It’s no surprise that he ended up being a pretty important contributor to an Arizona Diamondbacks team that went to the World Series this year, and it’s hard to not imagine what he might have done with the Twins.
Over the last two seasons Pham is slashing .259/.331/.456 against lefties with 28 extra base hits and 15 home runs. He won’t come cheap, but he’s a much more affordable option than others, and the Twins might be able to get him at around $8 million AAV (he’s projected for two-year, $16M).
Joc Pederson is also an intriguing candidate, although he’s a left-handed hitter who isn’t nearly as successful as Pham and would cost almost double his salary.
There are a couple of potential Twins reunions to watch as well. It’s a long shot, but both Robbie Grossman and Eddie Rosario are free agents who Minnesota is familiar with. They’ve each had varying degrees of success since leaving the Twins, with Grossman winning a World Series this year in Texas while Rosario contributed to a 114-win Braves team.
- Cody Bellinger (5.9 WAR)
- Kevin Kiermaier (3.2 WAR)
- Michael A. Taylor (3.2 WAR)
- Adam Duvall (2.9 WAR)
- Harrison Bader (2.5 WAR)
- Aaron Hicks (2.5 WAR)
- Rafael Ortega (1.2 WAR)
- Jake Marisnick (0.7 WAR)
- Billy Hamilton (-0.1 WAR)
- Adam Engel (-0.4 WAR)
- Kyle Lewis (-0.8 WAR)
- Jackie Bradley Jr. (-0.9 WAR)
While there’s a need for right-handed hitting corner outfielders who excel against lefties, there’s no greater question for the Twins than in center.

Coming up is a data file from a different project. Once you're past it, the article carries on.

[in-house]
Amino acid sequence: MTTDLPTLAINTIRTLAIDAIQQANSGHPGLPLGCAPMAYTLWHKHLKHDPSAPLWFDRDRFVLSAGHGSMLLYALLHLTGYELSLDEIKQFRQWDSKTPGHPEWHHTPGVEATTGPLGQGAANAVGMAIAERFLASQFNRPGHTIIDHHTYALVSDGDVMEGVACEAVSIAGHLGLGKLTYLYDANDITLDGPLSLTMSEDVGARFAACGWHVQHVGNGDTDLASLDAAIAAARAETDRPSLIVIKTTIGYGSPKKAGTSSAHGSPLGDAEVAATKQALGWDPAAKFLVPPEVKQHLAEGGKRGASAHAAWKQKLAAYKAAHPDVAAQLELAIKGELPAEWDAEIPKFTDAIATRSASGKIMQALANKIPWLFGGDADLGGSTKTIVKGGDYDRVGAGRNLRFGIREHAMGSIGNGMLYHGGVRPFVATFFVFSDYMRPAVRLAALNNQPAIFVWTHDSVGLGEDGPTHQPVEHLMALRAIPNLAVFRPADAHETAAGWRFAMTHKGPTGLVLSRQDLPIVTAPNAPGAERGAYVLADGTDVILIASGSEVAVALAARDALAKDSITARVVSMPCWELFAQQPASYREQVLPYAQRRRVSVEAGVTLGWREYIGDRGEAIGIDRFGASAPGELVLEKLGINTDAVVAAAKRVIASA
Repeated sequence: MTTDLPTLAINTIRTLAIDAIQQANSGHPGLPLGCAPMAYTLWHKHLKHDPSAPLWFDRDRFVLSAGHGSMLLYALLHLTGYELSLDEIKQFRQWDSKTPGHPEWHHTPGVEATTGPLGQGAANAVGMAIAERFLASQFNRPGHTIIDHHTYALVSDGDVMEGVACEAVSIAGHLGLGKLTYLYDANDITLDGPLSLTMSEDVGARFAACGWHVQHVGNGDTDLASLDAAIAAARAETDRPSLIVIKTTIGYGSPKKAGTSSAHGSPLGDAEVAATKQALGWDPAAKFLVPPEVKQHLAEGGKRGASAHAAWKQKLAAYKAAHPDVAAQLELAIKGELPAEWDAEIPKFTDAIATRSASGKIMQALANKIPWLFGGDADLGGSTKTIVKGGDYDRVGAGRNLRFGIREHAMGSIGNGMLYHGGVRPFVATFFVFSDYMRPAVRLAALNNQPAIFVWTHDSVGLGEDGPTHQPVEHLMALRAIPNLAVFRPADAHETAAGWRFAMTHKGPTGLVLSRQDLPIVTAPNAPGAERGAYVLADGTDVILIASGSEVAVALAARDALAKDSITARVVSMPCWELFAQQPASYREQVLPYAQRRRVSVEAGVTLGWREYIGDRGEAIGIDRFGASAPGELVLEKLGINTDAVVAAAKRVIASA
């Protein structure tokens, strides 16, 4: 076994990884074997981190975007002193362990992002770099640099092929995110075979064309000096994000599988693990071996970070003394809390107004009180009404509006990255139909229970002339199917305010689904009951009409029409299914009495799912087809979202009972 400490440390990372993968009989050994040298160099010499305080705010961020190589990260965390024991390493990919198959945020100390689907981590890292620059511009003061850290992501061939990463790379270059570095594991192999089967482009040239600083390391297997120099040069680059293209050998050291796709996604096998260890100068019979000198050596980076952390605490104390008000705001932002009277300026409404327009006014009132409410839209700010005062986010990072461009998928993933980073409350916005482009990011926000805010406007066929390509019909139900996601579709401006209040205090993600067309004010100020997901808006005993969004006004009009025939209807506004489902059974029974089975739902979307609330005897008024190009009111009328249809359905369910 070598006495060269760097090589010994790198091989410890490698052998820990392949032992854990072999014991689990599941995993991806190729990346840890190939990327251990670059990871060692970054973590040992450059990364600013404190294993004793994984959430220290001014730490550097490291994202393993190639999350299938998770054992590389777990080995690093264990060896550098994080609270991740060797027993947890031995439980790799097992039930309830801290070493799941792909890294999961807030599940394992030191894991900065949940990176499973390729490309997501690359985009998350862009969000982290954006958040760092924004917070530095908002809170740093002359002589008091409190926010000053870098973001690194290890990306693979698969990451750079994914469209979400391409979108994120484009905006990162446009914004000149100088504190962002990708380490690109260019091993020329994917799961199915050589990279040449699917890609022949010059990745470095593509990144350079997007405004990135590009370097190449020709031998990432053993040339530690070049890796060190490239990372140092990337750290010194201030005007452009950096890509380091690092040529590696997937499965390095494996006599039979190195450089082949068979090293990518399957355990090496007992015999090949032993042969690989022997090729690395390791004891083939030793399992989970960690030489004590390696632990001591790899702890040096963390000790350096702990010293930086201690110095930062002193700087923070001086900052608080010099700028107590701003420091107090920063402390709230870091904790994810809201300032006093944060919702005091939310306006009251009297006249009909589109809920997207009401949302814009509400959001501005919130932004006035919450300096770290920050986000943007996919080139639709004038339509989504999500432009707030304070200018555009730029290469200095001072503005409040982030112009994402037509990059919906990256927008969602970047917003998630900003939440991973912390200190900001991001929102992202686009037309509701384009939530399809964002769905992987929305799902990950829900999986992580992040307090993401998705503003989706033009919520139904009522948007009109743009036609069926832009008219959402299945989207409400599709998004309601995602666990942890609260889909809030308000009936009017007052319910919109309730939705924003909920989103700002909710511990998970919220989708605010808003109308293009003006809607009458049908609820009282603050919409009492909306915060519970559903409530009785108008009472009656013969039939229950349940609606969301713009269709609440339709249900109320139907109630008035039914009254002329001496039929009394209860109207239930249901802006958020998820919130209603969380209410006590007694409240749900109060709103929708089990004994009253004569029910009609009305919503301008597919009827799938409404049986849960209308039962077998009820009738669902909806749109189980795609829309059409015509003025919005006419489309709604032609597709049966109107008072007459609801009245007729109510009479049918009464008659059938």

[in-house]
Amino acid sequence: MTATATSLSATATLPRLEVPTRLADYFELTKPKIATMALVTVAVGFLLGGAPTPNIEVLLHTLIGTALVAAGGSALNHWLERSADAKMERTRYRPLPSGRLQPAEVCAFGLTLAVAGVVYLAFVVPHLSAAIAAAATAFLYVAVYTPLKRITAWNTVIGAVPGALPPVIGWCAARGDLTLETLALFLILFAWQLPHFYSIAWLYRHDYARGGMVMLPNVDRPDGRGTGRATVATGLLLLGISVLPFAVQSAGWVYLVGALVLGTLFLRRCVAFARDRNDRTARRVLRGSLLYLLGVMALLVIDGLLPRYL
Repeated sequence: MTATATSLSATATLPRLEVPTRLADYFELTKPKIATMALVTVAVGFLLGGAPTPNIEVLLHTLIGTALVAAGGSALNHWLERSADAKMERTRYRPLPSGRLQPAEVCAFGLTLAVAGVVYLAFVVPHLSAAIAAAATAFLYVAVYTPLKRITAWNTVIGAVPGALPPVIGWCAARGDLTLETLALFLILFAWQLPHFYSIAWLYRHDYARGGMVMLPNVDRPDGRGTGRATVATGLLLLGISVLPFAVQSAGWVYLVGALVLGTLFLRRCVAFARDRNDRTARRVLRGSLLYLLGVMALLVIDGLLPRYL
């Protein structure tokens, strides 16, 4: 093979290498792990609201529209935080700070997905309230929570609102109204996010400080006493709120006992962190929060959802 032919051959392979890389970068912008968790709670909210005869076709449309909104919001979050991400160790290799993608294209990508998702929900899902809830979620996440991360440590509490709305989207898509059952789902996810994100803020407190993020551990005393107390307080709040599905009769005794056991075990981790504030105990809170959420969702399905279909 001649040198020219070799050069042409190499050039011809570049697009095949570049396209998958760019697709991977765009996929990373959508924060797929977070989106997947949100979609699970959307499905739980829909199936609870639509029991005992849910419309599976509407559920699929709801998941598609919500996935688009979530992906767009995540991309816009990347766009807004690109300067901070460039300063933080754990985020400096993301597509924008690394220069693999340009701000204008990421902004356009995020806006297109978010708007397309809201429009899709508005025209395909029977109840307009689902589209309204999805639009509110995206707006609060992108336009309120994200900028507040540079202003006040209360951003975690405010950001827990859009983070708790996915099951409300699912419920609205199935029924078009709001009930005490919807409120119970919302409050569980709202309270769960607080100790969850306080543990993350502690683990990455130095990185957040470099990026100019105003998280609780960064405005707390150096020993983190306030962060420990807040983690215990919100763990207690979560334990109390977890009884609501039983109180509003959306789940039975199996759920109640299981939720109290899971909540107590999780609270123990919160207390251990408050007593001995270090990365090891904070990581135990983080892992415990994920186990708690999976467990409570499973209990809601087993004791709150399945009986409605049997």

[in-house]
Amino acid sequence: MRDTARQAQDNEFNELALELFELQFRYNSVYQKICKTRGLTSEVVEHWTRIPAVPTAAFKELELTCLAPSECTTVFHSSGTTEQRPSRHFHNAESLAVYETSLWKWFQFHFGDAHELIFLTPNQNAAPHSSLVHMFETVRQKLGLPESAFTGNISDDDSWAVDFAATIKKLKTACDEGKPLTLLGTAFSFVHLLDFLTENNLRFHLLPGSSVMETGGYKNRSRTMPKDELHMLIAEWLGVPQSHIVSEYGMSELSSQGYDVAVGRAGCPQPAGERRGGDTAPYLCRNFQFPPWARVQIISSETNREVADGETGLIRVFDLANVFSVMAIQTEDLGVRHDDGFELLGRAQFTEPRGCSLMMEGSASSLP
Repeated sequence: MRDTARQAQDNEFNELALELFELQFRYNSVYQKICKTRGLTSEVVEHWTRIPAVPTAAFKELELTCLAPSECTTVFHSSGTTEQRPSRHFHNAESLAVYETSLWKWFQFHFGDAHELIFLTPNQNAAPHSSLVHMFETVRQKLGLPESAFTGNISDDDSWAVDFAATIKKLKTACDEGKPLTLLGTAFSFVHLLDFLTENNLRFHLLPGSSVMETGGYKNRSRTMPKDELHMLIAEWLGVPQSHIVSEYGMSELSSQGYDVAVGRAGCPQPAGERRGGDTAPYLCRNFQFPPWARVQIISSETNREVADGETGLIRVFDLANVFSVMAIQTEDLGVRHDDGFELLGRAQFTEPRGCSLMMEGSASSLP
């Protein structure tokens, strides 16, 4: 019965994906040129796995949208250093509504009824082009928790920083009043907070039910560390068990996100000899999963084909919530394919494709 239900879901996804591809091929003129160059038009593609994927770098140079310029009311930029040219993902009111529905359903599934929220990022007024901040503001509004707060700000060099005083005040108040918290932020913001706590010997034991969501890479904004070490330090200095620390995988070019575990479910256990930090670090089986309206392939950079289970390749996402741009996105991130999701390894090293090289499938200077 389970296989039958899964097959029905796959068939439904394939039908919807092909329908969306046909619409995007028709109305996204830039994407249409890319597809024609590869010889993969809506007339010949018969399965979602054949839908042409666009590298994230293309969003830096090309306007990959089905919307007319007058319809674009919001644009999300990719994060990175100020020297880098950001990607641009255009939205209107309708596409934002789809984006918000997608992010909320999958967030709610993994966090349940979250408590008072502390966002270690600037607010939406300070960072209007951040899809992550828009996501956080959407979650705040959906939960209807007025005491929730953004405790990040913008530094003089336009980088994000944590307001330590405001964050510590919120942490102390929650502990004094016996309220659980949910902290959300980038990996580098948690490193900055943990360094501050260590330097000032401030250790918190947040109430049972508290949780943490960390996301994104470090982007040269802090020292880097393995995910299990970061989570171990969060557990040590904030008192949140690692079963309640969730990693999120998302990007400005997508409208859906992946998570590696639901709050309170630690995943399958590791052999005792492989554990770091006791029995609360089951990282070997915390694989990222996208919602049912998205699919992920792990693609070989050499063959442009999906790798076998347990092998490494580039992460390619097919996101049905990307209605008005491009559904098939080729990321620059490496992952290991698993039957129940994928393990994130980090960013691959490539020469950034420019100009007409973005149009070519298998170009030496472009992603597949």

Byron Buxton played exactly zero games in the field last year (although he played a bit while rehabbing in St. Paul), which threw everything out of whack. Michael A. Taylor ended up being a godsend, as he turned into the team’s everyday centerfielder and played so well that he’ll likely parlay his season into a decent contract this winter. There’s a chance he comes back but it’s looking increasingly slim with teams like the Mets showing an interest.
The most ideal situation is that Buxton returns to the lineup and stays healthy all season, thus untangling the knot that appears to be tightening in centerfield. Austin Martin could be an internal option alongside Nick Gordon and Willi Castro but the Twins might look to find a proper centerfielder to replicate the strategy that worked so well with Taylor last year.
If this is the case, Cody Bellinger is the obvious top option since he also fills a need for depth at first base. He’s the most coveted outfielder this side of Shohei Ohtani, though, which means the Twins are likely to get priced out before they even finish thinking about signing him.
Kevin Kiermaier feels like a realistic option for Minnesota, as does the aforementioned Duvall. Harrison Bader’s name has been kicked around a bit, which makes him another guy to keep an eye on as the market settles.
One name that hasn’t been mentioned but could be another in a long line of classic low-risk veteran gambles is Jackie Bradley Jr., the former Red Sox star. He’s far removed from his best years in Boston and toiled away with the Royals last season, but the Twins are on a tight budget and they love to try and squeeze something out of name-brand veterans (see: Nelson Cruz and Joey Gallo).
He’s not the greatest hitter against lefties, though, which sort of tanks his stock but the price might be right to take a flier.